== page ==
Mapping volcanic zones in Iceland and Ethiopia
We’re all living on massive, active tectonic plates. The places where they meet generate earthquakes and volcanic activity that shape the Earth’s surface.
Joël Ruch is an Assistant Professor at the Department of Earth Sciences at the University of Geneva. He and his research team use drones, satellite data and ground surveying methods to study plates that spread apart–i.e., divergent plate boundaries–where magma intrusions create new Earth’s crust. In fact, 98% of these active sites are located on the ocean floor. The remaining 2 % on land provide a unique chance to study tectonic and volcanic activities, particularly in Iceland and Ethiopia.
We used to walk for days to gather details on the geometry of fault and cracks that control magma intrusions. We saw fixed-wing drones as a way to quicken data acquisition and give us more details. VTOL was important so we could map large areas safely even on hard lava ground.
Assistant Professor at the Department of Earth Sciences at the University of Geneva
Over the past 2 years, they’ve flown around 80 missions with WingtraOne to gather geological details they otherwise couldn’t.
“The ground resolution with WingtraOne is great,” Ruch said. “It’s a scale in between satellite and ground surveying. Each scale gives you complementary information and this drone improves the quality of our findings.”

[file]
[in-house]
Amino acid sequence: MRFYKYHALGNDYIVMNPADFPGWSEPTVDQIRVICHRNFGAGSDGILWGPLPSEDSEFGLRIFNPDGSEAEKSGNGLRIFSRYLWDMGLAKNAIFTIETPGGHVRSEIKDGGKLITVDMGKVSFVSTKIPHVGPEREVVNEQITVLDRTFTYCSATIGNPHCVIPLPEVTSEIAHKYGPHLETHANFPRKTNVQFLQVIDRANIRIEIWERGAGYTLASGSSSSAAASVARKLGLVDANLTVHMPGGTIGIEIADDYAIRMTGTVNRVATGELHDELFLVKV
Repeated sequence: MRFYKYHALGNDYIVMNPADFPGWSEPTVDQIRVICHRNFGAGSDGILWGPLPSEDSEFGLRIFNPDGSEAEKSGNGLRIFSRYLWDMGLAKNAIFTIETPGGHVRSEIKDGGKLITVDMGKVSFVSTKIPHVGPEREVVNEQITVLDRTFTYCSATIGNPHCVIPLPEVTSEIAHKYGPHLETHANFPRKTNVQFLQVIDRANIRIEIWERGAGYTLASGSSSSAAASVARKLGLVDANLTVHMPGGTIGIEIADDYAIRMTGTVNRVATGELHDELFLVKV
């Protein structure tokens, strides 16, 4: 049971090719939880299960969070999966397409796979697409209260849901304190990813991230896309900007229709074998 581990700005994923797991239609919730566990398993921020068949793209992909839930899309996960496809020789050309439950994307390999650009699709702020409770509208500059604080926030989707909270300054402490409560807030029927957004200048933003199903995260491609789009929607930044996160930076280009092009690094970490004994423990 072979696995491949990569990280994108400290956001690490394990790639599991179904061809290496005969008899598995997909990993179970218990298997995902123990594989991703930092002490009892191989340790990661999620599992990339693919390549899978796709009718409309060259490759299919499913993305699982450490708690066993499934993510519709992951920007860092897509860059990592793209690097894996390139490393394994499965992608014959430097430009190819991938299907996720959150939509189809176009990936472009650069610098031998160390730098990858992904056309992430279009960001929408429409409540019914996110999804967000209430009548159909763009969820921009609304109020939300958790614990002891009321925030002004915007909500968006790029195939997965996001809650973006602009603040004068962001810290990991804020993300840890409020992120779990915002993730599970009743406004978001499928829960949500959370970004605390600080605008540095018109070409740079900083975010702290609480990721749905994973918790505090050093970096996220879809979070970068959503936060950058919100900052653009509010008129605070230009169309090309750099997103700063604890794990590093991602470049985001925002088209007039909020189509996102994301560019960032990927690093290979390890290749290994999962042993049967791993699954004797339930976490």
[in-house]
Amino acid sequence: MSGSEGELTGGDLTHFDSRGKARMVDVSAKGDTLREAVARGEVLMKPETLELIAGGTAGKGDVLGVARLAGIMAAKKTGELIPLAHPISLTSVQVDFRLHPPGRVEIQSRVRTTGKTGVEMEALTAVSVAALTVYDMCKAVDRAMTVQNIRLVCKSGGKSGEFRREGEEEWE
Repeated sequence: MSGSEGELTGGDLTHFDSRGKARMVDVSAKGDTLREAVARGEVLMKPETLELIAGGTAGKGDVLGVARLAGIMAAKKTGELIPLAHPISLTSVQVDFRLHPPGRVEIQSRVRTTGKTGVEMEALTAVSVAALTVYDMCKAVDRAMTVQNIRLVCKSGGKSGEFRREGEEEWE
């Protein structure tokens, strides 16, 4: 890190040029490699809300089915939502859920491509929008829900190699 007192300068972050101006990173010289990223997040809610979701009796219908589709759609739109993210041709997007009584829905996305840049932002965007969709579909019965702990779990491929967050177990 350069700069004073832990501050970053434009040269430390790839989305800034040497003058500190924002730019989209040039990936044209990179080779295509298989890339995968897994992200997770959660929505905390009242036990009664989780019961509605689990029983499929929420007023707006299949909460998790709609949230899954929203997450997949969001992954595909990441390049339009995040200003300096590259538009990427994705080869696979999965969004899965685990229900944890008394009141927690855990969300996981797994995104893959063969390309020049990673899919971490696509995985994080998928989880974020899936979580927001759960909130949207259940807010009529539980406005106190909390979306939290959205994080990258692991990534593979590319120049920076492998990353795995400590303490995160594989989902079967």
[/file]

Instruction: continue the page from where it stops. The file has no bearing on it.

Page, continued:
DEM from the Fjallagjà graben with a volcanic vent (central Iceland, August 2019). Credit: Elisabetta Panza (Uni Genève)
WingtraOne flying above the Erta Ale degassing crater (CUSO Doctoral School, Erta Ale caldera, Danakil Depression, Ethiopia, January 2020). Credit: Valentin Rime (Uni Fribourg)
Ruch landing WingtraOne in the Hamadela area in the Danakil Depression (Afar, Ethiopia) during the CUSO doctoral school (organized by the Universities of Fribourg, Addis Ababa and Geneva, January 2020). Credit: Valentin Rime (Uni Fribourg)
Four-square image: Upper left: End of the mission in central Iceland at the front of the Bræðrafell cabin, Kollottadingja and Eggert volcanic areas (August 2020); Credit: Joël Ruch Upper right: Ready for take off at -120 meters below sea level, Dallol and Black Mountain areas, Danakil Depression (Afar, Ethiopia, January 2020); Credit: Joël Ruch Lower left: Walking with our material to the Bræðrafell cabin, Kollottadingja and Eggert volcanic areas, central Iceland (August 2020); Credit: Joël Ruch Lower right: Discussion between Elisabetta Panza (Uni Genève), Addis Endeshaw (Uni Fribourg) and Stefano Mannini (Uni Genève) before take off (Afar, Ethiopia, January 2020). Credit: Joël Ruch